John"s gospel describes Jesus as displaying the glory of God the Father by being "full of grace and truth" (John 1:14). In his short book, Humble Orthodoxy, Joshua Harris offers helpful instruction in our pursuit of these qualities as followers of Jesus Christ. Our human tendency is to focus on one to the exclusion of the other. However, we must view these as equally valuable virtues to be constantly held in tension. Harris admits: "There is a fine line between contending for the truth and being contentious."
In our culture that is set on challenging many of the foundational truths of the Scriptures, Harris insightfully lists some of the wrong reactions. Some christians, "Driven by a desire to reach lost people, cross the line from trying to reach our culture and start trying to impress our culture." When this becomes one's motivation, "Very quickly all that God has to say becomes, instead of precious truth, a hinderance. The christians who go this way become slaves to the trends, values and ideals of a spiritually lost culture."
The other extreme that other christians adopt is that "They turn their back on culture altogether. They lock themselves in their little christian sub-culture, move into their little christian ghetto and make their focus impressing people within their little christian clique. They might love truth, but to them truth isn't about God changing lost people, it's about them proving themselves right on any given issue." The biblical stance in relation to truth is not about trying to please people, rather, it's about seeking the approval of God (2 Timothy 2:15). When our motivation for living becomes what people think of about us, then we are in danger of being pulled to either extreme regarding how we handle truth.
The recent banning of Phil Robertson by A&E from the popular TV program Duck Dynasty, has stimulated a strong response from the christian community. I am troubled by a christian perspective that is surpised by opposition to truth and responds with a demanding attitude that a christian should have the freedom to say what he believes without being rejected. This sense of entitlement is foreign to the teachings of our Lord who said those who would follow him must deny themselves and take up his cross (Matthew 16:24). Further, he invited us to, "Take my yoke upon you and learn from me, for I am gentle and humble in heart." (Matthew 11:29).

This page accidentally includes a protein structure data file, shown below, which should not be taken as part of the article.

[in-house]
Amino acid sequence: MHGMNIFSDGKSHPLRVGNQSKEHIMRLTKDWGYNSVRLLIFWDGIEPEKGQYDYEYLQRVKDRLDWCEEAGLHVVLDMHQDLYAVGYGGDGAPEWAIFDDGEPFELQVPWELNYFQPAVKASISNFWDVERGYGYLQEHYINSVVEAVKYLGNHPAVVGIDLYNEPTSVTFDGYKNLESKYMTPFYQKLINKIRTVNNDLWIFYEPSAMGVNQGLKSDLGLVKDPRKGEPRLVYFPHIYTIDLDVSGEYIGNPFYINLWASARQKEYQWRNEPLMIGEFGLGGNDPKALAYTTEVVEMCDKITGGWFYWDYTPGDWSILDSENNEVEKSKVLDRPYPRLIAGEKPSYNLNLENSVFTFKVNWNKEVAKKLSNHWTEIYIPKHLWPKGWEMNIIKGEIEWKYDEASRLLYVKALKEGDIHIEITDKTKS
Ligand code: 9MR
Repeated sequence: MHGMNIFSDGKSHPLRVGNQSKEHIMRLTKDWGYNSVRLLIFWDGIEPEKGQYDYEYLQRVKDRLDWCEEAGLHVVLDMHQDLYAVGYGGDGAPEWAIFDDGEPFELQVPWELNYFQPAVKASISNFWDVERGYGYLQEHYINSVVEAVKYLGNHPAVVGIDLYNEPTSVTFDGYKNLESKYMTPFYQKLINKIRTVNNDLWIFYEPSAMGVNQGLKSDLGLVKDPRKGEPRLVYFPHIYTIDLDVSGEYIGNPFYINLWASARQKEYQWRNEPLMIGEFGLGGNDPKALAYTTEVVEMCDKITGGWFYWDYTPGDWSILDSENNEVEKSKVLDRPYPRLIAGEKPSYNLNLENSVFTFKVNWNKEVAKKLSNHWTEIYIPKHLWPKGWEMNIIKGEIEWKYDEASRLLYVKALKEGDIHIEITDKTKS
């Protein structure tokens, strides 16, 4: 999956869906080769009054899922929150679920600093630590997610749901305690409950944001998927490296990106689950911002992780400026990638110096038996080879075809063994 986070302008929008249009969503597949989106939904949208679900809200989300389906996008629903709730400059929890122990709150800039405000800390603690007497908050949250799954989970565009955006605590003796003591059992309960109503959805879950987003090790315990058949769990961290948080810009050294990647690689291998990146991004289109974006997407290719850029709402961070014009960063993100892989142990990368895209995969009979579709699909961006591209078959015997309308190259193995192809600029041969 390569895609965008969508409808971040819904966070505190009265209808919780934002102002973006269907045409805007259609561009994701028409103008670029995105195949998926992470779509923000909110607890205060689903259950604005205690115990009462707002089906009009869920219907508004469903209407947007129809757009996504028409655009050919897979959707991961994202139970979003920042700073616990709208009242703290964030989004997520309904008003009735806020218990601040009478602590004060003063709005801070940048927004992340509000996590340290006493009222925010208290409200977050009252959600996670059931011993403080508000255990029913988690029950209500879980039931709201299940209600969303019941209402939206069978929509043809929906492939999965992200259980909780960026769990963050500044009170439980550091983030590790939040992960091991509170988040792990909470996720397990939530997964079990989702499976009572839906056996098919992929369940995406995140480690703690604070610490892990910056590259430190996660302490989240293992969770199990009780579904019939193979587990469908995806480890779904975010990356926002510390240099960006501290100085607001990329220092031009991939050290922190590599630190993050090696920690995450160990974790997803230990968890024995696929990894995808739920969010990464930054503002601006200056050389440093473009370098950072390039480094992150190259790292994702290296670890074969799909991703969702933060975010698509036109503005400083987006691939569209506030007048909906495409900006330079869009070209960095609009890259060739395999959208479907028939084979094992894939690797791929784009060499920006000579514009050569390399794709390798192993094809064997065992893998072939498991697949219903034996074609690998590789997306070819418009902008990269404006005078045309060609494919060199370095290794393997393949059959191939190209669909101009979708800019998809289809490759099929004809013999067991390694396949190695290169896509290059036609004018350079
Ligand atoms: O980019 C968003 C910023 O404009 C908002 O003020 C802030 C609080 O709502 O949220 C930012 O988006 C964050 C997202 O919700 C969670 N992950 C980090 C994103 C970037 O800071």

Harris challenges us with some probing questions: "Are we giving as much energy to obeying and being reformed by God's word personally as we are to criticizing its detractors? . . . As we lose the esteem of our culture, as we see false teachers gain ground, what will we do? Will we grow bitter, angry and vengeful? Or, like Jesus, will we continue to love our enemies even as we suffer? Will we keep praying? Will we keep praying for God to open others' eyes?"
I highly recommend this short book to all who seek to be like Jesus by embracing the truth while living humbly. It can be read through in a few hours and concludes with a study guide for individuals or groups who desire further relflection and application. I am thankful to my pastors who passed it along to me.